If you have ever sprained your ankle or your wrist, then you know that a sprain can be a rather painful condition. This is no different when the sprain occurs in your dog’s tail.

Of course, your dog may be trying to hide the pain and discomfort. In the wild, dogs would have to hide pain to hide any sign of weakness that would make them an easy target. Your dog may not be concerned about being picked off by a predator, but it is still their natural instinct. That’s why it is so important to pay attention to the subtle signs that something isn’t ‘right’.

The sooner swimmer’s tail (or any other tail injury) is diagnosed, the sooner you can seek treatment and much-needed relief for your pup.

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Can Dogs Break Their Tails?

There are situations where a dog’s tail injury may be more serious. If your dog experienced some form of trauma. Some examples outdoors could include a tree branch or rock falling on your dog’s tail, or your dog experiencing a trip and fall and landing on their tail the wrong way.

The amount of pain that your dog is experiencing, and the severity of the injury, will depend on where the break or fracture is located on the tail. A break at the tip may go completely unnoticed and heal up on its own. The closer that the break occurs to the base of the tail, the more serious the injury will be.

Do I Need to go to the Vet for Swimmer’s Tail?

Have you noticed any of the above signs of swimmer’s tail in your dog? Are you concerned that your dog may have injured their tail in some way? If so, you should make an appointment to see the veterinarian as soon as possible. Injuries like these can be very painful and in addition to offering the proper swimmer’s tail treatment, they may also be able to provide some short-term pain relief.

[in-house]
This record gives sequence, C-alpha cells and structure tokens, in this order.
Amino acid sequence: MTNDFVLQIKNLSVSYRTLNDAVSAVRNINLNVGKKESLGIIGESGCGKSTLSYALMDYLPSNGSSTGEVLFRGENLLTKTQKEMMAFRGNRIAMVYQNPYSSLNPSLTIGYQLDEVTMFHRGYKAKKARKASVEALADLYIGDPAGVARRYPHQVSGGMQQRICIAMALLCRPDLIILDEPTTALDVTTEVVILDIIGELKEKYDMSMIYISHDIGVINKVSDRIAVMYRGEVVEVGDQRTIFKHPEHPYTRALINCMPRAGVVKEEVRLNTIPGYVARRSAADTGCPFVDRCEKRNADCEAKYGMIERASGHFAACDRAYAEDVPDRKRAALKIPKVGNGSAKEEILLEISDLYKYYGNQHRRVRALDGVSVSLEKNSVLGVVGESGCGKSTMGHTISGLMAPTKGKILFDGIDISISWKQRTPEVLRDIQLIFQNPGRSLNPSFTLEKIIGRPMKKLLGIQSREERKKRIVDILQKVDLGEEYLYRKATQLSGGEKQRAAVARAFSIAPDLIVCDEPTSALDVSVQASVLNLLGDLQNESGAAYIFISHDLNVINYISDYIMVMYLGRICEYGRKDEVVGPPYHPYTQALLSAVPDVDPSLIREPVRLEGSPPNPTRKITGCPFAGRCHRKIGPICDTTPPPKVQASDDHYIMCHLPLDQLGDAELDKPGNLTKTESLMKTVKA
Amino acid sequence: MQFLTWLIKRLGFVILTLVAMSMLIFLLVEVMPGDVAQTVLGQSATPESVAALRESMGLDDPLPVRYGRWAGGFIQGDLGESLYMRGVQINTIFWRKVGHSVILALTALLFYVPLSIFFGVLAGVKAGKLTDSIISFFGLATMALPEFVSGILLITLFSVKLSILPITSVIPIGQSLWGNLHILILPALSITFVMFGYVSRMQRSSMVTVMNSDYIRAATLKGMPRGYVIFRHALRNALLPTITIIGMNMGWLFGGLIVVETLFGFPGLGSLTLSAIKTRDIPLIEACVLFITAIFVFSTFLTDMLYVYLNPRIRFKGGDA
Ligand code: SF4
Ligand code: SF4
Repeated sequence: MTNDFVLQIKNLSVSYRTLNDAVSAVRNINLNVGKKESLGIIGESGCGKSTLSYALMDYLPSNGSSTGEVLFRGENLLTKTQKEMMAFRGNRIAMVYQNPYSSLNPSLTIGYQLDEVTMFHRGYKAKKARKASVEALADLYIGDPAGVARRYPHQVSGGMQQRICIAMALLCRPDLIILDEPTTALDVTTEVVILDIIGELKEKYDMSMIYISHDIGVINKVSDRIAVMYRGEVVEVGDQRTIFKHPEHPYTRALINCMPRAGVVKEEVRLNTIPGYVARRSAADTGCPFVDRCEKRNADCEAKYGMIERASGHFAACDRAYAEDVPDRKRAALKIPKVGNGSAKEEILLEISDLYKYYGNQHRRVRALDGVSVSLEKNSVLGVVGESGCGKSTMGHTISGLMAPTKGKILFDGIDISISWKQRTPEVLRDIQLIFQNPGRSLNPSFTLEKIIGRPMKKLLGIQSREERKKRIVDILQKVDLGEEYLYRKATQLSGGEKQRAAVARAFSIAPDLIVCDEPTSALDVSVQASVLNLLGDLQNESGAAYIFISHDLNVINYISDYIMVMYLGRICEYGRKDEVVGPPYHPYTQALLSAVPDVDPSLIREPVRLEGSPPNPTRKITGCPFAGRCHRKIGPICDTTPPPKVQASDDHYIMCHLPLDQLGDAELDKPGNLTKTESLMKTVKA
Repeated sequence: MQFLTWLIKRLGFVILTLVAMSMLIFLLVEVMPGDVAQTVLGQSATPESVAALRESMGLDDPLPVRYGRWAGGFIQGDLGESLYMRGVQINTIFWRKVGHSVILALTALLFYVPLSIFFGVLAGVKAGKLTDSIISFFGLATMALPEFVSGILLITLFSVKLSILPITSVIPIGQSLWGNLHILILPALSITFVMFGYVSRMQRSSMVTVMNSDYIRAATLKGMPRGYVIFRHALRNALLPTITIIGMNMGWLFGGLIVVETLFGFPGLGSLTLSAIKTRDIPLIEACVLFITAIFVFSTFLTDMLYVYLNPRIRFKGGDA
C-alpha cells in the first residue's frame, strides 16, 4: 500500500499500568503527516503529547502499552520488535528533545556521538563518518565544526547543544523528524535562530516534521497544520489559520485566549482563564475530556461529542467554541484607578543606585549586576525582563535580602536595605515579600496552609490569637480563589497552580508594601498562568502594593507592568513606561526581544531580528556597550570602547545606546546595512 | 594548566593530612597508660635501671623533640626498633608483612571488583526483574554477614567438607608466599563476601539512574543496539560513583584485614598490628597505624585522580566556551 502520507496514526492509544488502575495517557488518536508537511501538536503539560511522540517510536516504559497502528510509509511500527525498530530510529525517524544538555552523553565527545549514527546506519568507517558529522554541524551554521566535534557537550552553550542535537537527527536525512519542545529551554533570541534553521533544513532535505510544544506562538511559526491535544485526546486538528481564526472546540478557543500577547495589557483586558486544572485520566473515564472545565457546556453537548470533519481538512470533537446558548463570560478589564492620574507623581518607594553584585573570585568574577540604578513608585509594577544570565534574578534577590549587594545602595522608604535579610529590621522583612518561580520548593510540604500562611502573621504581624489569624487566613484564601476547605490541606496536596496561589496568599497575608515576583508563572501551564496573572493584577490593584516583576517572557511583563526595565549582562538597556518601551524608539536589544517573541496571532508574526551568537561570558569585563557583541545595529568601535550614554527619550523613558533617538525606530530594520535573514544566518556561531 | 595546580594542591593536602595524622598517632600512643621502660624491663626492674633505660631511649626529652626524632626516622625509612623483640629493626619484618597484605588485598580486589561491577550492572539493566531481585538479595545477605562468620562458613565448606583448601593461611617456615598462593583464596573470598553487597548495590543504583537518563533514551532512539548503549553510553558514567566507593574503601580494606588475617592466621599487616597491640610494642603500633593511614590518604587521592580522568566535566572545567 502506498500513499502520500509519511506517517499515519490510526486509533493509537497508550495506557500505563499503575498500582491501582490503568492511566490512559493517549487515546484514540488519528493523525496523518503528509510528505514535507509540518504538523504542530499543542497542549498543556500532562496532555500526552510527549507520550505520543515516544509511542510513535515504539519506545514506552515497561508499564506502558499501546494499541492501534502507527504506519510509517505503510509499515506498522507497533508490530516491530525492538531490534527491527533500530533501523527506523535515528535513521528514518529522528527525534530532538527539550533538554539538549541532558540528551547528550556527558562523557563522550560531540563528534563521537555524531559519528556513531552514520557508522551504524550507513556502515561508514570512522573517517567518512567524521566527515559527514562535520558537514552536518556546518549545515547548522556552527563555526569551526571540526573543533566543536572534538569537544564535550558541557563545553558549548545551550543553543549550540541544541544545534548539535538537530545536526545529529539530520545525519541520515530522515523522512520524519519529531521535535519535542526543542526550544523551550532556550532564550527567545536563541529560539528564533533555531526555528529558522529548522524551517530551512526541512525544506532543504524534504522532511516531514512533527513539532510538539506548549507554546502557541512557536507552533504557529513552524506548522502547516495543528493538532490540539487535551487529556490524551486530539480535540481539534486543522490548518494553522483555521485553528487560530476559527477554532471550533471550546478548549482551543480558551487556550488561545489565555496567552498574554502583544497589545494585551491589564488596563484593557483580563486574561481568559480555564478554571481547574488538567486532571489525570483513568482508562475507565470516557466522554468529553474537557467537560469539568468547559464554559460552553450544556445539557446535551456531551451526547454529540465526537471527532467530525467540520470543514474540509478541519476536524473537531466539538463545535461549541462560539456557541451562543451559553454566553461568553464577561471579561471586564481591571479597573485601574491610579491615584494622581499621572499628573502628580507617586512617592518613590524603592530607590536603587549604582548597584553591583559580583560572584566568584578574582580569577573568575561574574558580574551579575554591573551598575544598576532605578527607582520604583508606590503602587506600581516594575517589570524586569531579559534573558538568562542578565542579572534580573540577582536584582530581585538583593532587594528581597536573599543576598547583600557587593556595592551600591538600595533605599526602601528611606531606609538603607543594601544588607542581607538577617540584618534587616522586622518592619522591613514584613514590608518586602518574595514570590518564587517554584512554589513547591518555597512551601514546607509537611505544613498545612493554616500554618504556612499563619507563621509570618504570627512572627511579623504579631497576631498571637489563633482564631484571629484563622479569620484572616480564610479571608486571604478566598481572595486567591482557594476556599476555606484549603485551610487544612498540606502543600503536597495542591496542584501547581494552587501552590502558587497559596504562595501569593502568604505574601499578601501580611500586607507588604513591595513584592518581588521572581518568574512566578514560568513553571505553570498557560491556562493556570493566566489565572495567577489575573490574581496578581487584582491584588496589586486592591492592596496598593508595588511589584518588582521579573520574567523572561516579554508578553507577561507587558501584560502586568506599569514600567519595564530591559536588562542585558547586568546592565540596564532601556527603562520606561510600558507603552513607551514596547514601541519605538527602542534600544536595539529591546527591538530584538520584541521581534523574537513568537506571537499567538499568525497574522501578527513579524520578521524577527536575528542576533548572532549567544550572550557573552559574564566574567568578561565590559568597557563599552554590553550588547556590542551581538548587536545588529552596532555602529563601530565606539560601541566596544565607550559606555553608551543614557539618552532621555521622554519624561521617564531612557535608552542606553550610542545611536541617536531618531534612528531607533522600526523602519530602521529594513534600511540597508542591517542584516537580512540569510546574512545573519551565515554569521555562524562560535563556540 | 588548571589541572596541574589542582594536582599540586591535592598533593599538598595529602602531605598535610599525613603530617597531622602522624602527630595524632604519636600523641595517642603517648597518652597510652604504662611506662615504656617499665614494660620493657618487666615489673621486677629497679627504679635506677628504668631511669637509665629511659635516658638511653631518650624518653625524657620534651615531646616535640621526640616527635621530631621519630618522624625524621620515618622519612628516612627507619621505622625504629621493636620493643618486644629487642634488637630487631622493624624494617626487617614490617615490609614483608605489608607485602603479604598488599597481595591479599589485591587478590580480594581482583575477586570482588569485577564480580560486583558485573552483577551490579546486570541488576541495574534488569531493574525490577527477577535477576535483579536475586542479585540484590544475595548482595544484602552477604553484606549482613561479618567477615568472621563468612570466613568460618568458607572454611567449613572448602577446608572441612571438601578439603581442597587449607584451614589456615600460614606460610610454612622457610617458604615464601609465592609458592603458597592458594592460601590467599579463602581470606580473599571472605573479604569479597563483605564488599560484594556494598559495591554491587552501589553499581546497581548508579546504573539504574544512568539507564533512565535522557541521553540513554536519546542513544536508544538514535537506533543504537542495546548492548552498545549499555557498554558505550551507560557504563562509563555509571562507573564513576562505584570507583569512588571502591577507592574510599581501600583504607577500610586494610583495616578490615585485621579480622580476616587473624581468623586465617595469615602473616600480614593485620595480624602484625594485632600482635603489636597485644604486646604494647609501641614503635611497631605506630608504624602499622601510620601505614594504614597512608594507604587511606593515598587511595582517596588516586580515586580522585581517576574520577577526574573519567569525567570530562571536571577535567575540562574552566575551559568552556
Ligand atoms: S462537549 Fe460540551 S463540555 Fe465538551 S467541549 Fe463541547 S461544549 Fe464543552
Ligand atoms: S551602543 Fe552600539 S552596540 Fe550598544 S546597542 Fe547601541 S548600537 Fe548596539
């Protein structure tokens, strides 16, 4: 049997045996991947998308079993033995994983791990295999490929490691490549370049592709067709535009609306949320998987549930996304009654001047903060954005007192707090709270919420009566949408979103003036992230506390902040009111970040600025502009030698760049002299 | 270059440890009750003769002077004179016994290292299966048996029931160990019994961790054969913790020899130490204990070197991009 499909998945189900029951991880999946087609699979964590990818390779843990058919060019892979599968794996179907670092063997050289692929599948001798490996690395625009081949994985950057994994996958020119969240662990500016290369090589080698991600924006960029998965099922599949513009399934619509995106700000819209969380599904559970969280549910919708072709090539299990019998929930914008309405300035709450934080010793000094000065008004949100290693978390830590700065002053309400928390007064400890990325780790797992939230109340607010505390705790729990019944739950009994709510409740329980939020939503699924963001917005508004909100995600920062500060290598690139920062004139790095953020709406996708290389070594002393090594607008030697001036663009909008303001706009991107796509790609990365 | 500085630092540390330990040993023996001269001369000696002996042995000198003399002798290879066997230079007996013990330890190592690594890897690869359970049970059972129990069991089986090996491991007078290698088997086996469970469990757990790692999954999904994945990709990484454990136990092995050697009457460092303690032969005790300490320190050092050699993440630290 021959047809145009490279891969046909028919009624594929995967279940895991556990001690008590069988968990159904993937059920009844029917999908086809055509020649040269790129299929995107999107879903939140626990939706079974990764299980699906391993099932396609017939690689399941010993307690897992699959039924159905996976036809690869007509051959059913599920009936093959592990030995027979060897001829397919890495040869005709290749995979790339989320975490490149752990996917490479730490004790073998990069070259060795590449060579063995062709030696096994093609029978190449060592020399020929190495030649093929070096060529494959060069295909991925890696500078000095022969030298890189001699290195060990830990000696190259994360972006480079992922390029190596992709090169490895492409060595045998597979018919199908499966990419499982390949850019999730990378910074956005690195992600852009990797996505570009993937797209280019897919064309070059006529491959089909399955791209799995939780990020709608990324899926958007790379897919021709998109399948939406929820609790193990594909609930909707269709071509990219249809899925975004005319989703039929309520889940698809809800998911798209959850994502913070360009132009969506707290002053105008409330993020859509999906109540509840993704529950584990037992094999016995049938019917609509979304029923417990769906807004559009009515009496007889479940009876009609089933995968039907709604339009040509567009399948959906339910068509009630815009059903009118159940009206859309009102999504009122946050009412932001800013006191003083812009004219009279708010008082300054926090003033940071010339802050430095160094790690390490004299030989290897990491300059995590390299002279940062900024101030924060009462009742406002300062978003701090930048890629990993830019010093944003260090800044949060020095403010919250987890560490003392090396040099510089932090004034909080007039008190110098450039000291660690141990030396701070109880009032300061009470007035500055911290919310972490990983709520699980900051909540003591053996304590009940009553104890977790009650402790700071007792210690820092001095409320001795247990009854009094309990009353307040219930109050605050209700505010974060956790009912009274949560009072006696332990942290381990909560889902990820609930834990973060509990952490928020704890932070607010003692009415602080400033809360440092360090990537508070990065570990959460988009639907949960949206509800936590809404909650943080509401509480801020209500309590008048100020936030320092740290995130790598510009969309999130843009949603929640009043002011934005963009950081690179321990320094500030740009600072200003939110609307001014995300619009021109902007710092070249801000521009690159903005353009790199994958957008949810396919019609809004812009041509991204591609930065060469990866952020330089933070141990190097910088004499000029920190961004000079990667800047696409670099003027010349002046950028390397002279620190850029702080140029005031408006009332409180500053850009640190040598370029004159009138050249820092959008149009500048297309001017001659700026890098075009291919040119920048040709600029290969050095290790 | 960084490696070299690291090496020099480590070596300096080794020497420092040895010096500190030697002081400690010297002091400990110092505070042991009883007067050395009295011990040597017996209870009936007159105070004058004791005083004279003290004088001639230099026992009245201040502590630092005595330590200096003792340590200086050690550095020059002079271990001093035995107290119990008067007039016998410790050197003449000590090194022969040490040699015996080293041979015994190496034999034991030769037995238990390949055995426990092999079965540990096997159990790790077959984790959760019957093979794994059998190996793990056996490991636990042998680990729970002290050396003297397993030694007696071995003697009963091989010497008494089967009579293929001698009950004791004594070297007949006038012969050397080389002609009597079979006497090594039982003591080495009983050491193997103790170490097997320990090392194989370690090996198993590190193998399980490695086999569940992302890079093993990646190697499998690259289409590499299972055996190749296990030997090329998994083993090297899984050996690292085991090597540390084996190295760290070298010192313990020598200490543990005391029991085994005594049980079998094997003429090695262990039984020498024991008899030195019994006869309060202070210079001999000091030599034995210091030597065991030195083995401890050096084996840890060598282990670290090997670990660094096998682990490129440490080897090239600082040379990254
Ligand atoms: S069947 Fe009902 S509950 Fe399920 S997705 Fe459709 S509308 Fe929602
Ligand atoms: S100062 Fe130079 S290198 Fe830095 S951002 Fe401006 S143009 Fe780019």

In addition to pain relief, there are also other medical conditions that present with similar symptoms including:

  • Broken tail or tail fracture
  • Lower back pain or osteoarthritis
  • Diseased or damaged intervertebral disc
  • Infected or impacted anal glands
  • Prostate disease

Your veterinarian will be able to run the tests necessary to rule out these conditions and ensure that your dog is receiving the proper treatment.

8 Tips to Prevent Swimmer’s Tail in Your Dog (and Other Trail Injuries)

As dog lovers and dog parents, we never want to see our best friends in pain. For this reason, prevention is always the preferred approach. While there is no guaranteed way to ensure your adventure dog will never experience an injury, here are a few tips to help prevent swimmer’s tail on your next outdoor adventure.

Focus on Building Endurance and Stamina